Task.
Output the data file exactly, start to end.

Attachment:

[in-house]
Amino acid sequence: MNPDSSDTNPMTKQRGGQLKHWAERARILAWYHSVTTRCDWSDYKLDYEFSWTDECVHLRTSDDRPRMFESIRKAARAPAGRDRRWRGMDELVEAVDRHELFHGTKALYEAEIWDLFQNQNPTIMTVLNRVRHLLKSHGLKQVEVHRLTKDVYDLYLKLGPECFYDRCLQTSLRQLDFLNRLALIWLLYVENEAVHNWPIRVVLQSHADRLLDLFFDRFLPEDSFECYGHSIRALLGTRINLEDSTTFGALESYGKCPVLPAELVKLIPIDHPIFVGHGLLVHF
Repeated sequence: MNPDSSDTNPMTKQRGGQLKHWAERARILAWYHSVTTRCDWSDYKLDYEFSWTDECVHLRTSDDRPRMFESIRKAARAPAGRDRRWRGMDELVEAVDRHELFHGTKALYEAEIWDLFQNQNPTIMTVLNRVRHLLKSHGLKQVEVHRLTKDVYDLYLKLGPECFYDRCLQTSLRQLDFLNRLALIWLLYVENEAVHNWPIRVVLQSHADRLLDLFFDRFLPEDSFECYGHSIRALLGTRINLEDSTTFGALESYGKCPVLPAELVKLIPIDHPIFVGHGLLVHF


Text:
[in-house]
Amino acid sequence: MNPDSSDTNPMTKQRGGQLKHWAERARILAWYHSVTTRCDWSDYKLDYEFSWTDECVHLRTSDDRPRMFESIRKAARAPAGRDRRWRGMDELVEAVDRHELFHGTKALYEAEIWDLFQNQNPTIMTVLNRVRHLLKSHGLKQVEVHRLTKDVYDLYLKLGPECFYDRCLQTSLRQLDFLNRLALIWLLYVENEAVHNWPIRVVLQSHADRLLDLFFDRFLPEDSFECYGHSIRALLGTRINLEDSTTFGALESYGKCPVLPAELVKLIPIDHPIFVGHGLLVHF
Repeated sequence: MNPDSSDTNPMTKQRGGQLKHWAERARILAWYHSVTTRCDWSDYKLDYEFSWTDECVHLRTSDDRPRMFESIRKAARAPAGRDRRWRGMDELVEAVDRHELFHGTKALYEAEIWDLFQNQNPTIMTVLNRVRHLLKSHGLKQVEVHRLTKDVYDLYLKLGPECFYDRCLQTSLRQLDFLNRLALIWLLYVENEAVHNWPIRVVLQSHADRLLDLFFDRFLPEDSFECYGHSIRALLGTRINLEDSTTFGALESYGKCPVLPAELVKLIPIDHPIFVGHGLLVHF